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WW II model 94............
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country cruiser
April 5, 2016 - 4:01 pm

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I recently inherited a Mod. 94 Win. (30-30) it’s in pretty decent shape and I’m thinking of selling it. I know by the serial # (1,305,127) that it was made in either late 41′ or early 42′. I’m no expert but I would judge this gun to be in the 90-93% range of condition. I did see a note in my book of values that a gun of this # range could be worth a premium if it bears a U.S military stamp. What would this stamp look like and where on the gun would it be located?  Thoughts? Feedback greatly appreciated!!!  Thanks…………

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Kingston, WA
Posts: 10625
April 5, 2016 - 7:35 pm

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To the very best of my knowledge, there were no WW II U.S. military contract Model 94 Carbines made. The serial number identifies it as a November 1941 production carbine. Winchester did sell 2,500 Model 94 carbines to the Canadian military for use by the Pacific Coast Militia Rangers (PCMR).

Bert

WACA 6571L, Historian & Board of Director Member
High-walls-1-002-C-reduced2.jpg

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SO. Oregon
Posts: 678
April 5, 2016 - 8:00 pm

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country cruiser said

What would this stamp look like……

Here’s a pic of one on a 94.

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Vince
Southern Oregon
NRA member
Fraternal Order of Eagles

 “There is but one answer to be made to the dynamite bomb and that can best be made by the Winchester rifle.”

Teddy Roosevelt 

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Kingston, WA
Posts: 10625
April 5, 2016 - 10:22 pm

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Vince,

That is what they looked like for WW I.  Martially marked WW II Winchesters used completely different ordnance markings.  Fortunately, the people out there that are inclined to make fakes are not smart enough to know the difference, and they typically use the WW I style markings.

Bert

WACA 6571L, Historian & Board of Director Member
High-walls-1-002-C-reduced2.jpg

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SO. Oregon
Posts: 678
April 6, 2016 - 12:19 am

5sp_QuotePost

That’s what I love about this site, learn something every day.

Vince
Southern Oregon
NRA member
Fraternal Order of Eagles

 “There is but one answer to be made to the dynamite bomb and that can best be made by the Winchester rifle.”

Teddy Roosevelt 

4029-1.jpg

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New Mexico
Posts: 1167
April 6, 2016 - 1:34 pm

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This is what the WWII marking looked like:

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"This is the West, sir. When the legend becomes fact, print the legend." 

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Posts: 2297
April 7, 2016 - 6:18 pm

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Bert H. said

Vince,

That is what they looked like for WW I.  Martially marked WW II Winchesters used completely different ordnance markings.  Fortunately, the people out there that are inclined to make fakes are not smart enough to know the difference, and they typically use the WW I style markings.

Bert

You are spot on with that statement. I collected all US martially marked rifles for many years and can spot a fake US or ord. bomb on a M1897 trenchgun a mile off. It is the very same stamp used on the Spruce guns. Usually the fakers cannot count the flames on the bomb or make the o inside too big or too small. They were hand stamped and show little variance in size, but the US stamps are usually not on line with each other. A few years ago it was begging to be a common thing to fake all kinds of stock and metal cartouches as many had been boned off. It adds immensely to the value of any rifle to have its original cartouche, so here came the fakers. Some good and some very bad. Trenchguns and 1903’s and Garands were favorite targets of the fakers. WW2 guns for the most part were roll stamped. Some Winchesters were hand engraved with an electric pencil US Property on the receivers. M70’s M52’s and M52-S. According to Pauline Muerrelle, this was done at the factory.   Big Larry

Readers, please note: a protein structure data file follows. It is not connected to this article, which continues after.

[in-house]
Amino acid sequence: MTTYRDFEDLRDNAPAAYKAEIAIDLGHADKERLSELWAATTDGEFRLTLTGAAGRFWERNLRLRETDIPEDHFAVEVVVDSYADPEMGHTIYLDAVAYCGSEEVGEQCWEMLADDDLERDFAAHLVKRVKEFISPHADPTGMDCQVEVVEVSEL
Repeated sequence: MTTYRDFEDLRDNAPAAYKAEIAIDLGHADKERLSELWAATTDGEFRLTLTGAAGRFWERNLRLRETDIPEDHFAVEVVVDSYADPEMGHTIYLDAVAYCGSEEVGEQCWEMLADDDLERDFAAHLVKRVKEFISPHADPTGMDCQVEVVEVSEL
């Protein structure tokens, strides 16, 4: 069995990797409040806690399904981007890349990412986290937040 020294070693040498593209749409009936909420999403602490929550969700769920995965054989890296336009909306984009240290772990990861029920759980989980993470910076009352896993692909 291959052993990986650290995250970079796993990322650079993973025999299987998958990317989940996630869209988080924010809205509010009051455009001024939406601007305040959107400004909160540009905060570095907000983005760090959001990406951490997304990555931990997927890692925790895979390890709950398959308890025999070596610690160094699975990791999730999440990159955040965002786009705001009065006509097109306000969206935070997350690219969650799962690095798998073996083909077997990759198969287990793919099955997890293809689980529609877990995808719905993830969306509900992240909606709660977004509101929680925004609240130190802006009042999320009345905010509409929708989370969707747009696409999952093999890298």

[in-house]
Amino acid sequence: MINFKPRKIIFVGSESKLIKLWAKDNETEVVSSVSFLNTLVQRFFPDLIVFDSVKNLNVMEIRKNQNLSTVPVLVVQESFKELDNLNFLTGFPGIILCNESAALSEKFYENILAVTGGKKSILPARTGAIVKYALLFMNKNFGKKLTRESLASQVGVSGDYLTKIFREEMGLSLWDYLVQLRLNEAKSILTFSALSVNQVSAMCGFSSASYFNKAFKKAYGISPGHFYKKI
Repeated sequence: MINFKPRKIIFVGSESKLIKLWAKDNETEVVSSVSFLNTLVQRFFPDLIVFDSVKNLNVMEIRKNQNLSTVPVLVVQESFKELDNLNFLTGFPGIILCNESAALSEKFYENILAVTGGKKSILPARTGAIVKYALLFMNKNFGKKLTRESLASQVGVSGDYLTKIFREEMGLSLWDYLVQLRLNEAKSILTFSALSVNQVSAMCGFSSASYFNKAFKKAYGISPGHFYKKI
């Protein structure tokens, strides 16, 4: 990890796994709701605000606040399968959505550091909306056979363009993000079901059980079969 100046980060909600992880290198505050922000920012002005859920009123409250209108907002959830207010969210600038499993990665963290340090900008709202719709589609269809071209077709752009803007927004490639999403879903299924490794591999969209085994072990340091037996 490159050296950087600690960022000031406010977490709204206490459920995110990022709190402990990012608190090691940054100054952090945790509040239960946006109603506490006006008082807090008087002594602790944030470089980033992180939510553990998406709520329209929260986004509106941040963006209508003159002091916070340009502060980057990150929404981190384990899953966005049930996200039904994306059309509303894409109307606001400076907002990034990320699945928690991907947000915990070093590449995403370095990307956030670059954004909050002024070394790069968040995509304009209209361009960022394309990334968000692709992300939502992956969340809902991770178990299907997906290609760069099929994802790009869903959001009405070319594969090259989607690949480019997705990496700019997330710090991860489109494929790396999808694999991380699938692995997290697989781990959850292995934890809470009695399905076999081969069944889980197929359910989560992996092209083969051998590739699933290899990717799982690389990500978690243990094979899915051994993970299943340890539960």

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Posts: 183
April 7, 2016 - 7:40 pm

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Wincacher,

 

Where did you find your WWII marking pic? That’s NOT a 94 – I thought that’s what was being discussed. There are examples of WWII 94 markings but examples are few and pix are fewer.

 

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New Mexico
Posts: 1167
April 7, 2016 - 11:23 pm

9sp_QuotePost

We were discussing WWII Ordnance stamps.  I don’t believe they would have stamped each model with a different logo.

1876-4-1.jpg

"This is the West, sir. When the legend becomes fact, print the legend." 

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Posts: 5
April 19, 2016 - 11:33 am

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Outstanding Quote…haven’t heard it in years.  The Man Who Shot Liberty Valance I believe………..

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Posts: 5
April 19, 2016 - 11:58 am

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Getting back on point here..Since this is right at the time of the start of WWII (and we got caught napping) would/could it have been possible that in all the confusion they dragged out the old WWI stamp until they made a new one for WWII guns. I’ve even heard that the need was so great at the beginning that alot of guns went out and records are scarce as to where exactly they ended up. I positively know this gun was purchased in a small gun store in Detroit right around 47-48 (straight from the 2nd owner) and he told me it WAS a war surplus gun. I’m thinking that it may have been sitting in a box at the factory and hadn’t been shipped out, the war started, and everything on hand got shipped with little documentation. I recall a WWII flick about a submarine putting a weather group ashore to report weather conditions for the Dolittle raid and 1 of them was carrying a Mod. 94! They’re pretty good about historical detail so I believe it was an accurate portrayal (as far as costume/armaments go) Personally I’m inclined to think that this gun was probably used for training and then later on as home defense forces, maybe POW camp(s) Something like that. It’s not all banged up so it definitely wasn’t at Bataan.